Getting around in a city like Bangkok – with its reputation for record-setting traffic jams – is a daunting task for anyone unfamiliar with the system. Standing on the corner you’ll see taxis, tuk-tuks, buses, trains, motorcycles – even boats if you’re near a canal or the river. But if you know a bit about how it all fits together, getting around is actually pretty simple.
The first rule to keep in mind is that Bangkok’s public transportation system is designed to be used in a modular fashion – that is, one single mode of transport is rarely enough to get you where you want to go. Sure, taxis can go door-to-door, but they’re also at the mercy of traffic jams, construction, and VIP motorcades that frequently shut down roads. Real Bangkok pros mix it up a bit – a taxi to the train, the skytrain to station X, a motorcycle taxi to your destination.
First – the trains. As of 2013, Bangkok has two skytrain (BTS) lines, one subway (MRT) line, and one airport link (SARL), with more on the way. All are accessed with single use cards/tokens, or stored value cards that you can recharge when they run out. There are also single or multi-day passes for tourists.
- The BTS Sukhumvit line comes 6.5km south from Mo Chit station, then turns east, where it follows the main drag of Sukhumvit for another 15km, finishing at Bearing station. The BTS Silom line starts at the National Stadium station, goes east for 1km, then turns south, crossing the river and finishing up approximately 9km later at Talat Phlu station (two more stations – Wutthakat and Bang Wa – will open soon). These two lines – Sukhumvit and Silom – touch at only one point, Siam Square, and it’s here where you can transfer between lines. More info here.
- The MRT subway is a bit easier, as it’s only one line. Starting near Chatuchak Market at Bang Sue station, it carves a giant, backwards C for about 20km until it terminates at Hualumphong Station near Chinatown. You can transfer to the BTS at three points – Sala Daeng/Silom, Suhkumvit/Asok, and Chatuchak/Mo Chit. More info here.
- Similarly, the SARL Airport Link is a single line that runs from Phaya Thai (where it connects to the BTS) 20km east to Suvarnabhumi Airport. To be honest, unless you’re going to/from the airport, you probably won’t need to use this one. More info here.
Motorcycle taxis and tuk-tuks: These guys are the real workhorses of the Bangkok commute, as they’re able to weave in and out of traffic and take the smaller streets where taxis can’t go. Motorcycle taxis are identifiable by their bright orange vests and usually hang around busy street corners waiting for a fare. Tuk-tuk’s are a bit different – it’s best to flag these down, as the ones that hang out by malls or hotels usually – but not always – try to overcharge you. For both, settle on the price before you leave, and always ask for a helmet with a motorcycle taxi.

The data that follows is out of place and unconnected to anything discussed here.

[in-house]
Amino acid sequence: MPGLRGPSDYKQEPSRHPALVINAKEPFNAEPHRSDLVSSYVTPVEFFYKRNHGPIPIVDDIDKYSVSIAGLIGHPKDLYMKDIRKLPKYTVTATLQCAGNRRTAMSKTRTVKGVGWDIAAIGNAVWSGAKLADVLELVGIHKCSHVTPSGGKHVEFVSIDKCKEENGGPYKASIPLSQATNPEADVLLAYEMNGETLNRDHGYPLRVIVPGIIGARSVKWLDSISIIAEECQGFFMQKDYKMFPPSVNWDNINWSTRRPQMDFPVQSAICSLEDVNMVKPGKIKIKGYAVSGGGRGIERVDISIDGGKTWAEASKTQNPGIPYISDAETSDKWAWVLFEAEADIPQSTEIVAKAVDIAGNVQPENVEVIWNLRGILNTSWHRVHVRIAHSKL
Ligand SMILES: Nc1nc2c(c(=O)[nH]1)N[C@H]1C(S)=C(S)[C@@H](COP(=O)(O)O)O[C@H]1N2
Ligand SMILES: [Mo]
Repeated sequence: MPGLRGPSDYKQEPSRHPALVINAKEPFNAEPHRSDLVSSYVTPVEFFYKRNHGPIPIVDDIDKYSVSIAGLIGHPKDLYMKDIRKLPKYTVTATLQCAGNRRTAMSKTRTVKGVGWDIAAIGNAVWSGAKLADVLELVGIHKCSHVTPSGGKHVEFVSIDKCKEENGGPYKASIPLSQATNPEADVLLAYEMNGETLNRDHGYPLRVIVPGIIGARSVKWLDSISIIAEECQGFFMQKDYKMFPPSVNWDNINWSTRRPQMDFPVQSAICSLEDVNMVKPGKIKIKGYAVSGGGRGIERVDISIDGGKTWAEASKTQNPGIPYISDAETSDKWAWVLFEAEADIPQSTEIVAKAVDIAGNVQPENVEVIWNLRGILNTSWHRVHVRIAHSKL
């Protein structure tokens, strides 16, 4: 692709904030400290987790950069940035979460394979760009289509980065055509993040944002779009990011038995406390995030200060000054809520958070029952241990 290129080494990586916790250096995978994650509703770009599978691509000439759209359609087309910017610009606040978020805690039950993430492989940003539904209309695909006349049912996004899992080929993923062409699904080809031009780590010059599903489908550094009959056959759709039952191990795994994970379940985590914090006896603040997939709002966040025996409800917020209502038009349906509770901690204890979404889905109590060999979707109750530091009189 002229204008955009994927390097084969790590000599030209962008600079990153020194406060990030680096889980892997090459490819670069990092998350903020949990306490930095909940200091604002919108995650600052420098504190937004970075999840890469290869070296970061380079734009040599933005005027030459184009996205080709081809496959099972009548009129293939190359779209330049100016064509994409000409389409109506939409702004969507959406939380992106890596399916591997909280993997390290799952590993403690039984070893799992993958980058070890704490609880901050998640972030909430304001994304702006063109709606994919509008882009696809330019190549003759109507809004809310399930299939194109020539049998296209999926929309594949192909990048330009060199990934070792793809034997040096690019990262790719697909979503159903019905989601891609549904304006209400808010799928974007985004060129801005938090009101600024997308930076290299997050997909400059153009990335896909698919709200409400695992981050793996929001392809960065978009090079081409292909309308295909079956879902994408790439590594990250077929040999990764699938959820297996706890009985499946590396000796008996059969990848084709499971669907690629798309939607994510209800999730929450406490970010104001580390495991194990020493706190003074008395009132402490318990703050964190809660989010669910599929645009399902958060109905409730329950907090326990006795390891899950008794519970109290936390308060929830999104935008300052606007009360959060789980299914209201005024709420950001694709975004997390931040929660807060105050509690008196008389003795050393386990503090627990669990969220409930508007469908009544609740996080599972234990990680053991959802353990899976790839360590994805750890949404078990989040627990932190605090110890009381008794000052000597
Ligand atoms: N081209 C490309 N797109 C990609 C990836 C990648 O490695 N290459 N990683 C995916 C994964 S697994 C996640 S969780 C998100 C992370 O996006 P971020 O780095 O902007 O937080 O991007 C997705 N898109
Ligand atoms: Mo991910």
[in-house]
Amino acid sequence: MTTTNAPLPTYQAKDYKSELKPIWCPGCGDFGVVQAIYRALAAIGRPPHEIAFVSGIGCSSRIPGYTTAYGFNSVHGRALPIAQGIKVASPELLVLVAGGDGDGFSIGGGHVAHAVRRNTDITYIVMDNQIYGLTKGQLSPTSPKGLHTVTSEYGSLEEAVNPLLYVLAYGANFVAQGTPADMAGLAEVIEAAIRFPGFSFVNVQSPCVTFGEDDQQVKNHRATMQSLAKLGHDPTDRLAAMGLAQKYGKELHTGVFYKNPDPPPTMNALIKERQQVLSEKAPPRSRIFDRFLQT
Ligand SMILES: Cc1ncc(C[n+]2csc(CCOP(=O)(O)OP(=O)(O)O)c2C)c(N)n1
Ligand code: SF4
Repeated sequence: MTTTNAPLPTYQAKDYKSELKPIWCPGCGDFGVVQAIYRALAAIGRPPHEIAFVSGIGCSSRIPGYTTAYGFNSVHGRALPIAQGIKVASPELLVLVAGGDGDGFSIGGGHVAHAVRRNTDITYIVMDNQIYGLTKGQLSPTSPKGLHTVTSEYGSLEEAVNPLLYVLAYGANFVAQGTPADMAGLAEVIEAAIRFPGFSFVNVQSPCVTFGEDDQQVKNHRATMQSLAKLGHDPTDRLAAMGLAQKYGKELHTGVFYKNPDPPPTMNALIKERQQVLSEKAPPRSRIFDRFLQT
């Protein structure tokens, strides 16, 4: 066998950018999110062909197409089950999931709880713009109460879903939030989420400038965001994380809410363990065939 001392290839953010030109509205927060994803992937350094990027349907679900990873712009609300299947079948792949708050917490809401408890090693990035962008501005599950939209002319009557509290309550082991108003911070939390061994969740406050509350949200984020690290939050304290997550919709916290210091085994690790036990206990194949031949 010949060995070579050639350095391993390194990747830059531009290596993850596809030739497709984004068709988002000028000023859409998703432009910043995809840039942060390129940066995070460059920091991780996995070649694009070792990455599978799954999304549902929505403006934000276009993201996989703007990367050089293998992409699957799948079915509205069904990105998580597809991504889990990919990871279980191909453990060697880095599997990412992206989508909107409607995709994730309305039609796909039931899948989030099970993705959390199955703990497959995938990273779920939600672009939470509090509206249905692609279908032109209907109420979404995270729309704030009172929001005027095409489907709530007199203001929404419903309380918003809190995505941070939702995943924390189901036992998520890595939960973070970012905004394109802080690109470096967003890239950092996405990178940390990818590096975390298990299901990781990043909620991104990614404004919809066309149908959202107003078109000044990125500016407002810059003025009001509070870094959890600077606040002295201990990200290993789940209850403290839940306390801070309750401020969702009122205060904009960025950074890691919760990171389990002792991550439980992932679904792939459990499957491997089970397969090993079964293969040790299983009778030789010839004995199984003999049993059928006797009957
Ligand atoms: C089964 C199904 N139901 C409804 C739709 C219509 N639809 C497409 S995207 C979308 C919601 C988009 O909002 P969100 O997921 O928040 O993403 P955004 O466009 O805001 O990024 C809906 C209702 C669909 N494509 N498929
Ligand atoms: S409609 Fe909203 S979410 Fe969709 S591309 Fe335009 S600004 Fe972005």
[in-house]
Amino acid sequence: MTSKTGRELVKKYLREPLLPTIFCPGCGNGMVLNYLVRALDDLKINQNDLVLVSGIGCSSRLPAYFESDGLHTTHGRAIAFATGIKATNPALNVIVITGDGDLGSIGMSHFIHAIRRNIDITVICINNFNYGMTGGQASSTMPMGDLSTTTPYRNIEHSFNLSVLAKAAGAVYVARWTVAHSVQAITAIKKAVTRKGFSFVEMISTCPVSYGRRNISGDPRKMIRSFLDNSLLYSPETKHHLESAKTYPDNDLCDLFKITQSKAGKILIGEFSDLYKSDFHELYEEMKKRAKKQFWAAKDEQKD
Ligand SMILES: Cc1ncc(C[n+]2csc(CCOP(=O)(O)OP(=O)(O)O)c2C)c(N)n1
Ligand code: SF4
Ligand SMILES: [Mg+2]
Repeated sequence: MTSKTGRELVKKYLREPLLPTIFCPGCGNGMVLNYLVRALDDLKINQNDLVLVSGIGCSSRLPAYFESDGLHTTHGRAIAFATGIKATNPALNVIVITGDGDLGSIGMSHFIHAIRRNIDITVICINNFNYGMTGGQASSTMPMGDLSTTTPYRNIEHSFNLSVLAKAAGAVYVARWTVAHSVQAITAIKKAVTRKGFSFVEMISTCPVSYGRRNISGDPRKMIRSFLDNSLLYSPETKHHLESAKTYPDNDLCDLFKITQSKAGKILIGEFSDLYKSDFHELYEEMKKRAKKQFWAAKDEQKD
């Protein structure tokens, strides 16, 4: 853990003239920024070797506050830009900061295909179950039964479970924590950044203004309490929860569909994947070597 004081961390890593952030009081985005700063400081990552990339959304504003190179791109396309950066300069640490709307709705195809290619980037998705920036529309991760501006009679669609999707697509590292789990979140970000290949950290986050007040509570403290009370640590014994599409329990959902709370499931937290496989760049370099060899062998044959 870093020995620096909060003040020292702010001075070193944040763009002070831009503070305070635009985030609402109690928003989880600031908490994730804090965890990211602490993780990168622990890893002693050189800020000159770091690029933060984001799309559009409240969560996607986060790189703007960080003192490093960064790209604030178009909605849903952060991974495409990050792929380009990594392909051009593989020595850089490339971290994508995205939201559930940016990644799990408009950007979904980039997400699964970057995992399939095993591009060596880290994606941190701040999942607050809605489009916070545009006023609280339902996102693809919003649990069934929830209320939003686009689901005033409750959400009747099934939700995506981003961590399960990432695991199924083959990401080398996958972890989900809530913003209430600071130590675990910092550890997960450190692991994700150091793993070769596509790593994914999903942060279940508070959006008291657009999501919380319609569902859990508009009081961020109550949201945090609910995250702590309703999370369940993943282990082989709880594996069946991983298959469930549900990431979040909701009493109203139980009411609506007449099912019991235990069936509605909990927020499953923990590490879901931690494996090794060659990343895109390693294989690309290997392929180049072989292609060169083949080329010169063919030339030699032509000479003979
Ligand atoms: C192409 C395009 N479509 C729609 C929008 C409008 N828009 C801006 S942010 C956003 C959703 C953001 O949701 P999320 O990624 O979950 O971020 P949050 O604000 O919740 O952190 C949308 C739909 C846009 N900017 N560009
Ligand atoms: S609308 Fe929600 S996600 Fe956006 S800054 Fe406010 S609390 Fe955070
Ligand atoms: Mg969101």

Buses: Buses are great if you know which number to catch and don’t mind waiting in traffic to save a bit of money. They’re cheap, but the attendant on board will rarely speak English, so you need to know the deal before you get on.
Khlong Boats: One of the biggest khlongs (canals) in Bangkok has one of the gnarliest transport lines – the Saen Saeb Khlong Boat. It’s cheap, it’s noisy, it’s stinky, and it’s a great way to cut right through the middle of town. Going from Phan Fa Lilat (about 1km away from Khao San Road) all the way through the middle of town to Wat Sriboonreung in Bangkok’s northeast suburbs (with a change of boats at the Pratunam Pier), it’s a great way to beat the traffic, but you have to be nimble and fast to get on or off when the boats slam up against the pier and the crowd of commuters makes its move.
River Boats: If you want to explore the river or travel to your destination by water, this is the way to go. Different from the tourist boats, these ‘water taxis’ stop at different piers along their route depending on which flag the boat is flying – orange, yellow, green or no flag. Each pier has a map that’s easy to figure out, and the price varies on distance, but is rarely over 20 baht. More info here.
The secret to getting around in Bangkok is familiarizing yourself with the rough areas each of these modes of transport cover, and then learning where they connect. Once you do this, getting around Bangkok becomes less of a challenge, and – dare we say it – may even approach being enjoyable!